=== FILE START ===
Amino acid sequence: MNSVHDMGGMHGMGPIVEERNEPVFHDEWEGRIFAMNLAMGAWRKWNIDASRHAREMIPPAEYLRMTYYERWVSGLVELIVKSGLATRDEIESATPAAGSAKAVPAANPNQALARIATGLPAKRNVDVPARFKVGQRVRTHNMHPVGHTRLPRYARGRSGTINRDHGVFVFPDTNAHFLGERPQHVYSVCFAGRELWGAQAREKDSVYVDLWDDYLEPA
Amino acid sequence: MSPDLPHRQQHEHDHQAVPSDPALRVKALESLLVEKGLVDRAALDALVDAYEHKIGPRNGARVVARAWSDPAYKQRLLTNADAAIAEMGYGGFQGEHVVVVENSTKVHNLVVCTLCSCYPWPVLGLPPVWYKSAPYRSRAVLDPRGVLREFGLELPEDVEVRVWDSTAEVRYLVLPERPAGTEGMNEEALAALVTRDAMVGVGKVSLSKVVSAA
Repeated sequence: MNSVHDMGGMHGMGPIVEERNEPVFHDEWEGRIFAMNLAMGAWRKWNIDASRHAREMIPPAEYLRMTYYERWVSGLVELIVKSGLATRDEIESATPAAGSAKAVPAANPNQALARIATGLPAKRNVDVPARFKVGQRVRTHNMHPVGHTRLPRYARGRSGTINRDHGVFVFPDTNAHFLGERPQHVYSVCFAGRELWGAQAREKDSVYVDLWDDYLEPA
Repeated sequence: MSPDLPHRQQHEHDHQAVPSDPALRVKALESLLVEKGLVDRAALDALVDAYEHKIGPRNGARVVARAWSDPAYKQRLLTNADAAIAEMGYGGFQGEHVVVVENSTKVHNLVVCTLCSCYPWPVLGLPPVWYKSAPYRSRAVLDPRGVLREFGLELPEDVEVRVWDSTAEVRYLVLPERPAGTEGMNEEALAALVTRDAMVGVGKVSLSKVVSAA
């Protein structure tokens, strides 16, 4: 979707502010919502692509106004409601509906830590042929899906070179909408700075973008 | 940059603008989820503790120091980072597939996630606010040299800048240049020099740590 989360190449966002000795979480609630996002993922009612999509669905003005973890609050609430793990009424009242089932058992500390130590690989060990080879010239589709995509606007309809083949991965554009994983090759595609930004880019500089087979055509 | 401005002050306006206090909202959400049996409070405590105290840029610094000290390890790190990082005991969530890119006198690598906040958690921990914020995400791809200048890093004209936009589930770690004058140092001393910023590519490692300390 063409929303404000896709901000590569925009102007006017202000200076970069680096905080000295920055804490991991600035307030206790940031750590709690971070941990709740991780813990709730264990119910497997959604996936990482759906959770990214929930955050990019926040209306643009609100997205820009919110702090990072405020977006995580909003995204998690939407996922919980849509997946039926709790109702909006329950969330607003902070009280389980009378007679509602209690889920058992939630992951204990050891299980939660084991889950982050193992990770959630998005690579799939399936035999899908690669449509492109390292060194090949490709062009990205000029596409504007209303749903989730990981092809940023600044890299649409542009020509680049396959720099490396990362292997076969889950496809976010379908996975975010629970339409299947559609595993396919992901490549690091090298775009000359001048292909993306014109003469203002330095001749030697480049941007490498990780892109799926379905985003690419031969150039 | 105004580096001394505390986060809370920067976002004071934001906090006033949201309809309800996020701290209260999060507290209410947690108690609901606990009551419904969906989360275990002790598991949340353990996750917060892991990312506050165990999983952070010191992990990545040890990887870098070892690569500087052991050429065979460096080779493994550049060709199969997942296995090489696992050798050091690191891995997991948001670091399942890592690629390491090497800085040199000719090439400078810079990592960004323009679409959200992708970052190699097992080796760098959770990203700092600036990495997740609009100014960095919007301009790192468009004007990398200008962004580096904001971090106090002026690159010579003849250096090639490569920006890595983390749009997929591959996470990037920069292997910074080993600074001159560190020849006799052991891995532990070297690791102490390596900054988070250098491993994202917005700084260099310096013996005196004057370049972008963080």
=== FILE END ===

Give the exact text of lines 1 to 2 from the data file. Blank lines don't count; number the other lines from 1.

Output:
Amino acid sequence: MNSVHDMGGMHGMGPIVEERNEPVFHDEWEGRIFAMNLAMGAWRKWNIDASRHAREMIPPAEYLRMTYYERWVSGLVELIVKSGLATRDEIESATPAAGSAKAVPAANPNQALARIATGLPAKRNVDVPARFKVGQRVRTHNMHPVGHTRLPRYARGRSGTINRDHGVFVFPDTNAHFLGERPQHVYSVCFAGRELWGAQAREKDSVYVDLWDDYLEPA
Amino acid sequence: MSPDLPHRQQHEHDHQAVPSDPALRVKALESLLVEKGLVDRAALDALVDAYEHKIGPRNGARVVARAWSDPAYKQRLLTNADAAIAEMGYGGFQGEHVVVVENSTKVHNLVVCTLCSCYPWPVLGLPPVWYKSAPYRSRAVLDPRGVLREFGLELPEDVEVRVWDSTAEVRYLVLPERPAGTEGMNEEALAALVTRDAMVGVGKVSLSKVVSAA